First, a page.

There are approximately 75 different causes of heel pain. At least 80% of all heel pain is due to heel spurs. A heel spur contains calcium, but cannot truly be called a calcium deposit. Bone spurs,
whether they are on the heel or on any other bone of the body, are true bone -- they are true enlargements of the bone and may be sharp and pointed, or round and knobby. Since bone spurs are true
bone, they contain calcium just like regular bones, but are not pure calcium deposits.
At the onset of this condition, pain and swelling become present, with discomfort particularly noted as pushing off with the toes occurs during walking. This movement of the foot stretches the fascia
that is already irritated and inflamed. If this condition is allowed to continue, pain is noticed around the heel region because of the newly formed bone, in response to the stress. This results in
the development of the heel spur. It is common among athletes and others who run and jump a significant amount.
You may or may not experience any symptoms with your heel spurs. It is normally the irritation and inflammation felt in the tissues around your heel spur that cause discomfort. Heel pain is one of
the first things you may notice, especially when pushing off the ball of your foot (stretches the plantar fascia). The pain can get worse over time and tends to be stronger in the morning, subsiding
throughout the day; although it does return with increased activity. A sharp, poking pain in your heel that feels like you're stepping on a stone can often be felt while standing or walking. You will
sometimes be able to feel a bump on the bottom of your heel, and occasionally bruising may appear.
A Heel Spur diagnosis is made when an X-ray shows a hook of bone protruding from the bottom of the foot at the point where the plantar fascia is attached to the heel bone. The plantar fascia is the
thick, connective tissue that runs from the calcaneus (heel bone) to the ball of the foot. This strong and tight tissue helps maintain the arch of the foot. It is also one of the major transmitters
of weight across the foot as you walk or run. In other words, tremendous stress is placed on the plantar fascia.
Non Surgical Treatment
Ice compresses, stretching exercises, night splint for traction of the leg muscles to stretch the muscle in the back of the leg, and massage of the back of the leg, along with padding and heel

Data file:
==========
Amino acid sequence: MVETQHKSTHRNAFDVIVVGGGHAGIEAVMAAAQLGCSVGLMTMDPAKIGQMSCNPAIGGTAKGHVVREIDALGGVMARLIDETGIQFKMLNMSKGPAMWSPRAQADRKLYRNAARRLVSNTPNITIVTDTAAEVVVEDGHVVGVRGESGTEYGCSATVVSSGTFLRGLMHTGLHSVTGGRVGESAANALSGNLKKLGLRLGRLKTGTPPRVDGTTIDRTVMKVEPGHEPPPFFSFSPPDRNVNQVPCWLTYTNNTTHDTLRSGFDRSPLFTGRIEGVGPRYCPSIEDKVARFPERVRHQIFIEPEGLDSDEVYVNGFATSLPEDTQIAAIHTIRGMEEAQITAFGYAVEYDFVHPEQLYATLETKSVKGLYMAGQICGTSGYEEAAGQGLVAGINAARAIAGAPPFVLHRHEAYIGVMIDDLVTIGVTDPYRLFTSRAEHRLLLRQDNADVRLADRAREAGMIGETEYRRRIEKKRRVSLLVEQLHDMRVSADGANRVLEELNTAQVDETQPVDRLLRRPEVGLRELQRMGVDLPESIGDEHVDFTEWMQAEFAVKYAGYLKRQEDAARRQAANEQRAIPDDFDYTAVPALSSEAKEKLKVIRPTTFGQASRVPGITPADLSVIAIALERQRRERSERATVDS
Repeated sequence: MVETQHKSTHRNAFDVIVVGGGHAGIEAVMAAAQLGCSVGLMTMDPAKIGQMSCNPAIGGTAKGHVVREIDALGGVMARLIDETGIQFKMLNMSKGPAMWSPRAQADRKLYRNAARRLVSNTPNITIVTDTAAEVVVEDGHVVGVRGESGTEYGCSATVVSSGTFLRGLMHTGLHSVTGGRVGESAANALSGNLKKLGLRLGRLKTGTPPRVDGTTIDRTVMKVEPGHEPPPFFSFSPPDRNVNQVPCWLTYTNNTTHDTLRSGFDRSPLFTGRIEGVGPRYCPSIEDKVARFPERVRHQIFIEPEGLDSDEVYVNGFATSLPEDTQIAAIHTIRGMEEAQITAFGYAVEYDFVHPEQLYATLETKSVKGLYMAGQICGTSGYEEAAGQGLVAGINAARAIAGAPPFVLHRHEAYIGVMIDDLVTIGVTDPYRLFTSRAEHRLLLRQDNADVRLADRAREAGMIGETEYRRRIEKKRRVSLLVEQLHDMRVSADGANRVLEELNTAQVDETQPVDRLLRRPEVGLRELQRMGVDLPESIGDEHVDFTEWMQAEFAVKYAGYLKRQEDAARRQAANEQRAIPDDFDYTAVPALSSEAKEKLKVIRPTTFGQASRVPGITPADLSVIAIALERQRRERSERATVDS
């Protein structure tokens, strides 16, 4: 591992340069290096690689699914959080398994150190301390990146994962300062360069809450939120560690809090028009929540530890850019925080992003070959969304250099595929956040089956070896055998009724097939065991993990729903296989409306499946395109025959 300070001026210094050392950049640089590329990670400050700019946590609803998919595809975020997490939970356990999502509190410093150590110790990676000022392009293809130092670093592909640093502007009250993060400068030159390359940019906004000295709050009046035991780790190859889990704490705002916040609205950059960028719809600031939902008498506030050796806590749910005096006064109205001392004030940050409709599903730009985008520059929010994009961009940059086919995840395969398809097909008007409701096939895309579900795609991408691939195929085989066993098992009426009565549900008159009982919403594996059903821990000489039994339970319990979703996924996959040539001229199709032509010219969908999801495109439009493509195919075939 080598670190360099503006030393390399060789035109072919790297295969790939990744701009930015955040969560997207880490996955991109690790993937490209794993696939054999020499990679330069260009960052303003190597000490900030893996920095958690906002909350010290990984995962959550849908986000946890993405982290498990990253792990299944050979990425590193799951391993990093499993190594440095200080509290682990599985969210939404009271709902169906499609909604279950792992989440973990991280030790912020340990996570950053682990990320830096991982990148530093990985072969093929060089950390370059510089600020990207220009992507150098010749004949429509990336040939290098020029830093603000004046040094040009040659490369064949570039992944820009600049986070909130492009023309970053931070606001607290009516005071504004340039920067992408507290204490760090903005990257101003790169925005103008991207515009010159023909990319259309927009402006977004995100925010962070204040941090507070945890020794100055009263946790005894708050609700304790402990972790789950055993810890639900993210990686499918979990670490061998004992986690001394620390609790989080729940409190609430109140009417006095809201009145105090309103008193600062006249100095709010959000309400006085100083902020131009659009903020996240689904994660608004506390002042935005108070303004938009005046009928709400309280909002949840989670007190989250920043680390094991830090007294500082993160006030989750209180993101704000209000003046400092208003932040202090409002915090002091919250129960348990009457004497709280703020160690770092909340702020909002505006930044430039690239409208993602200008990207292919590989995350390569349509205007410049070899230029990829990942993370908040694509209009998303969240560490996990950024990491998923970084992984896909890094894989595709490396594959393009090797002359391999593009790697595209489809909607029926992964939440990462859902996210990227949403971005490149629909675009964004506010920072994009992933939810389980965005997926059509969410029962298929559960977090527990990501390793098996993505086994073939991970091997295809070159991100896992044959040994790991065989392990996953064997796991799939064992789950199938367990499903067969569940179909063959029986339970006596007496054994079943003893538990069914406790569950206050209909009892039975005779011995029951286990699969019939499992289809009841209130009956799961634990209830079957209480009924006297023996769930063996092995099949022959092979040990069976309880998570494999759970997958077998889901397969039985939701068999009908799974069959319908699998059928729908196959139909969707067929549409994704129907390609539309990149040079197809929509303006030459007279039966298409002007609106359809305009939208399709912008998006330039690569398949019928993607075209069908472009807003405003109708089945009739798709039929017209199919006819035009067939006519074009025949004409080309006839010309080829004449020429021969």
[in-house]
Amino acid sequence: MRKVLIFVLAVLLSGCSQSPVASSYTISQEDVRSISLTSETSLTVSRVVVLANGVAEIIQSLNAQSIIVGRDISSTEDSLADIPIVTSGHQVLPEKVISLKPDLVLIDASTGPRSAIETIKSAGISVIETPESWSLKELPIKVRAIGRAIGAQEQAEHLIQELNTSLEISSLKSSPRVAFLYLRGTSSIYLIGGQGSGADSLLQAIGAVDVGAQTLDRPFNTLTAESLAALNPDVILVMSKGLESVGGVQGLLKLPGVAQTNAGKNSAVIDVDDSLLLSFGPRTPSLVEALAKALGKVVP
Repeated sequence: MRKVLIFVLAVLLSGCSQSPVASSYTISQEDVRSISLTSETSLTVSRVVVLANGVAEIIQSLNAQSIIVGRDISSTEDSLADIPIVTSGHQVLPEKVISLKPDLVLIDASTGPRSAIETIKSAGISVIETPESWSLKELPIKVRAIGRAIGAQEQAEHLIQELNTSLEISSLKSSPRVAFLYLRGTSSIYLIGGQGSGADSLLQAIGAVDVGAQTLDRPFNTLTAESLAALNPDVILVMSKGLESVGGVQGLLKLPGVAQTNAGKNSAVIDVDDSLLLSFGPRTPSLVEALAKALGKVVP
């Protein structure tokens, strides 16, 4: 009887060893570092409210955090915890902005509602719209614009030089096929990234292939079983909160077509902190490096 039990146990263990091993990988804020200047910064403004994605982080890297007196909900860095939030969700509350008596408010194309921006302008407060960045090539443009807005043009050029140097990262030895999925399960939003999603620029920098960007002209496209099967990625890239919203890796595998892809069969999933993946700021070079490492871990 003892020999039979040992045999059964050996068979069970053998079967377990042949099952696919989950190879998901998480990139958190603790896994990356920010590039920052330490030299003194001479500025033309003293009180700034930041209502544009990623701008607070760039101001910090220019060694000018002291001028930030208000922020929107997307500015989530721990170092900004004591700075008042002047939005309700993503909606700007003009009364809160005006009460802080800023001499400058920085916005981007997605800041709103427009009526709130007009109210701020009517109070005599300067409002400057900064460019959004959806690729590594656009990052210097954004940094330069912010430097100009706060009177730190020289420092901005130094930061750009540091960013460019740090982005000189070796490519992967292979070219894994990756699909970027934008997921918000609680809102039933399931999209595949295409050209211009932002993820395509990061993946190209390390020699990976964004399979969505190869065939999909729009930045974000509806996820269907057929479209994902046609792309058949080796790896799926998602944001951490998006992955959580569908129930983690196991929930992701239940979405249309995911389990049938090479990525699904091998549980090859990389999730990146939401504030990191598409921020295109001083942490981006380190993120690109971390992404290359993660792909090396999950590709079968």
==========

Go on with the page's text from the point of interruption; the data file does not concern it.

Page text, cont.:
cushions are also things that you can do at home. The number one recommendation for relief of heel pain is wearing good shoe gear. Good shoe gear usually consists of a sturdy, solid shoe. Heel pain
is not relieved by a soft, ill supported shoe. Shoes such as Nike, K-Swiss, and Avia are the best shoes for this condition. Custom orthotics are highly recommended. Physical therapy is another way
physicians treat this condition. Ice packs, muscle stimulation, ultra sound, paraffin baths, and the new Plantar Fascitis Night Splint are also helpful. If all these conservative measures fail to
relieve the pain, then surgery is indicated. The newer minimal incision surgeries such as the Endoscopic plantar fasciotomy surgery is extremely beneficial for this condition, and for earlier
ambulation, the use of the newer Cast Walking Boot is recommended.
Though conservative treatments for heel spurs work most of the time, there are some cases where we need to take your treatment to the next level. Luckily, with today?s technologies, you can still
often avoid surgery. Some of the advanced technologies to treat a Heel Spur are Platelet Rich Plasma Therapy. Platelet Rich Plasma Therapy (also known as PRP) is one of several regenerative medicine
techniques that University Foot and Ankle Institute has helped bring to foot and ankle care. This amazing in-office procedure allows the growth factors in the blood to be used to actually begin the
healing process again long after your body has given up on healing the area. Heel Pain Shockwave Therapy. Shockwave therapy is a non-invasive procedure done in the office that allows for new blood to
get to the region of fascia damage and help with healing. Results have been excellent with more than 70 percent of patients getting relief with only one treatment. Topaz for Heal Spurs and pain.
Another minimally invasive technology technique is called Coblation Surgery using a Topaz probe. This minimally invasive procedure involves controlled heating of multiple tiny needles that are
inserted through the skin and into the plantar fascia. This process, like PRP and Shockwave therapy, irritates the fascia enough to turn a chronic problem back into an acute problem, greatly
increasing the chances of healing. Heel Spur Surgery. Endoscopic Plantar Fasciotomy is one surgical procedure that we consider to release the tight fascia. University Foot and Ankle Institute has
perfected an endoscopic (camera guided) approach for fascia release to allow rapid healing and limited downtime with minimal pain.